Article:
- The Washington Times - Sunday, February 15, 2009

PRESIDENTIAL COMMAND: Power, Leadership, and the Making of Foreign Policy from Richard Nixon to George W. Bush
By Peter W. Rodman
Knopf, $27.95, 351 pages

Christopher Wren, the great British architect, is buried in the crypt at St. Paul’s Cathedral in London. His epitaph reads: “Lector, si monumentum requiris, circumspice—Reader, if you seek his memorial, look around you.” The same can be said for “Presidential Command,” Peter W. Rodman’s posthumous book about leadership, power and the making of foreign policy. Mr. Rodman, who died in the summer of 2008 at the age of 64, has left us an invaluable legacy: a volume of case studies from the presidencies of Nixon, Ford, Carter, Reagan, G.H.W. Bush, Clinton and G.W. Bush that illustrates, in Mr. Rodman’s words, “how presidents have responded to one of their greatest tests how they establish their control and policy direction of the sprawling bureaucracy that is the U.S. government.”

Let me say at the outset that Mr. Rodman was a friend of mine. We met during the Ford administration when he worked for Secretary of State Henry Kissinger. I knew him for more than three decades, both in and out of government. He was a man of vigorous intellect, keen insight and delightful wit. That being said, this is a book President Obama’s White House staff should be ordering by the pallet-load as a guide about what works, and what doesn’t, when it comes to making successful and effective national security policy.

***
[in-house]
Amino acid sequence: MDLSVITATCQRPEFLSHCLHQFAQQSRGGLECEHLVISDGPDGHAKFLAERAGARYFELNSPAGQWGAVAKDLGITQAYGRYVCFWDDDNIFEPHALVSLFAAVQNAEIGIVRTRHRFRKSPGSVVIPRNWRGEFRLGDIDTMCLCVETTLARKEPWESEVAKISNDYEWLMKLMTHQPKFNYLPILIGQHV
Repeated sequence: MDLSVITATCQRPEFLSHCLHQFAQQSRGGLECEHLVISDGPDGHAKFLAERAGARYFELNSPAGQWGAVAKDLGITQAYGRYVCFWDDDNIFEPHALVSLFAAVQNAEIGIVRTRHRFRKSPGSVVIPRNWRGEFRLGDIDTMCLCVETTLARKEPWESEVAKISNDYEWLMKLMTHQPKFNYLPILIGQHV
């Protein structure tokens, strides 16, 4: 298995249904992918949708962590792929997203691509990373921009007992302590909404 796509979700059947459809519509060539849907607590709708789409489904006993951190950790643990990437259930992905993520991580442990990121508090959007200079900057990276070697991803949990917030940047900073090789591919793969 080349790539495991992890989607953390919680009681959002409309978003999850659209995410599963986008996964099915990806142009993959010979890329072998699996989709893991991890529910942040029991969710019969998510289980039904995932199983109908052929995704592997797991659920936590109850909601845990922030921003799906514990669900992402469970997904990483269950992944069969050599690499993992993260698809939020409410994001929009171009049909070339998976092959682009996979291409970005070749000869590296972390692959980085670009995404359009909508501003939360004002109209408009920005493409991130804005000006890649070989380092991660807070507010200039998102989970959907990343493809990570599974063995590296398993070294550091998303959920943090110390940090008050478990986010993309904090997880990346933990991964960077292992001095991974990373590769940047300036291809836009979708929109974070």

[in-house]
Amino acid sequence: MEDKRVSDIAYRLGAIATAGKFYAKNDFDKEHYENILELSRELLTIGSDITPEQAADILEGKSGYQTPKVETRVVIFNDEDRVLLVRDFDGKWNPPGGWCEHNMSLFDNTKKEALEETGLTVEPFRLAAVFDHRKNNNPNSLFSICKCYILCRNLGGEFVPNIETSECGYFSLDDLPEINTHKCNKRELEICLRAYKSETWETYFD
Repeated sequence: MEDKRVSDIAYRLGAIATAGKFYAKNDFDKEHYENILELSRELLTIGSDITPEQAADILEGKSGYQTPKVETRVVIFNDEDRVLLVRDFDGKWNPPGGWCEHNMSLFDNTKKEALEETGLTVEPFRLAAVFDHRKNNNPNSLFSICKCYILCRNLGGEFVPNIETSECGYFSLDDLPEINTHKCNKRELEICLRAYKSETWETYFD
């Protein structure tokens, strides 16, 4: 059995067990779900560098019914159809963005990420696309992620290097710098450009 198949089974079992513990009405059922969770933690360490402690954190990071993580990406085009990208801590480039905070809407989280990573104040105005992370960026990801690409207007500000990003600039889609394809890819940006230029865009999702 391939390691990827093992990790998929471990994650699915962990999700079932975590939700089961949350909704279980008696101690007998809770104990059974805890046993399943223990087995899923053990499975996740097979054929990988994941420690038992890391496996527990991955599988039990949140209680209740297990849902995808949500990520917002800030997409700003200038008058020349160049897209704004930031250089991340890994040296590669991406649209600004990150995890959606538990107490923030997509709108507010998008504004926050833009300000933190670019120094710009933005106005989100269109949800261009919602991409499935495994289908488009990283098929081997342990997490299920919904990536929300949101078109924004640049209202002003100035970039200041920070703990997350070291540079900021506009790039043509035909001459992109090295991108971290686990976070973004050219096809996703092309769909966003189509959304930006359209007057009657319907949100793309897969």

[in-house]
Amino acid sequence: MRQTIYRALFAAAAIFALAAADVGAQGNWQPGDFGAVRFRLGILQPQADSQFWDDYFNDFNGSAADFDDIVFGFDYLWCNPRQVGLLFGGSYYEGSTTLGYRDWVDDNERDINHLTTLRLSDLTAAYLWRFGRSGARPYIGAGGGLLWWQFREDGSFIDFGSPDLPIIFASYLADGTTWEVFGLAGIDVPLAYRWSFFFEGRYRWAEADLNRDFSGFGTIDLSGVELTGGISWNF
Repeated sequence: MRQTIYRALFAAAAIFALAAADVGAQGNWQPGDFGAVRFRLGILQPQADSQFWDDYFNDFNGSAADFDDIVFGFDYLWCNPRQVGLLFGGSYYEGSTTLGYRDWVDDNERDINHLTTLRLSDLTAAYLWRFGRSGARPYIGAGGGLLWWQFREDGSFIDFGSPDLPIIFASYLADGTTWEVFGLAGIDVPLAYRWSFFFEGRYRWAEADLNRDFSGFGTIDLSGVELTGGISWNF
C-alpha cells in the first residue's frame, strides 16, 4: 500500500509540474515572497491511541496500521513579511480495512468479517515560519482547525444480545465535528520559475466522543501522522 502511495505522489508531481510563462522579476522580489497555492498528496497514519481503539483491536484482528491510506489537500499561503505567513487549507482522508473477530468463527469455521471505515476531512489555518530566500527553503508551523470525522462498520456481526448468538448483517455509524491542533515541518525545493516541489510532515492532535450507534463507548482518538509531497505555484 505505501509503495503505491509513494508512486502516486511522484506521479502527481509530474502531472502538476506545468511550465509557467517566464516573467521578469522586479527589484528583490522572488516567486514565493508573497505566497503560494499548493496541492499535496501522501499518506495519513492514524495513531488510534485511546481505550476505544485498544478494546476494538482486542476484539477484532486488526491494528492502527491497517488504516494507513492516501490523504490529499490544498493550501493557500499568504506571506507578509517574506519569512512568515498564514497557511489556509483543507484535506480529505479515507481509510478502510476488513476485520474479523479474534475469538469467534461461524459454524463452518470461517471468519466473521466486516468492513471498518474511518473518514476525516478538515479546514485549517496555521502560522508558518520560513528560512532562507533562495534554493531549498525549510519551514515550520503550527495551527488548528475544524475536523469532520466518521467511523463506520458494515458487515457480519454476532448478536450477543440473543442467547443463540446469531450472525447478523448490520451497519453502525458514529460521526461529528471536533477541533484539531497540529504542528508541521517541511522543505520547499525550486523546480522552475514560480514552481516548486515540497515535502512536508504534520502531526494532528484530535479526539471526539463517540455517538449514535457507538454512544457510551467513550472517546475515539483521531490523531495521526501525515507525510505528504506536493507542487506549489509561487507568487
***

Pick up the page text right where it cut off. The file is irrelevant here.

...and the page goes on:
Mr. Rodman’s perspective was unique. He was plucked at the age of 26 by his Harvard mentor, Henry Kissinger, to work as an assistant to Mr. Kissinger in the Nixon White House. Subsequently, he held high-ranking policy positions in the Ford, Reagan, George H.W. Bush, and George W. Bush administrations in the White House, at the State Department and the Pentagon. He saw first-hand what worked — and more important what didn’t — when it came to making the huge and all-too-often immoveable bureaucratic cultures at the departments of State and Defense bend to presidential will and implement presidential national security policy, or dig in their heels and impede presidential objectives through inaction, sniping and leaks.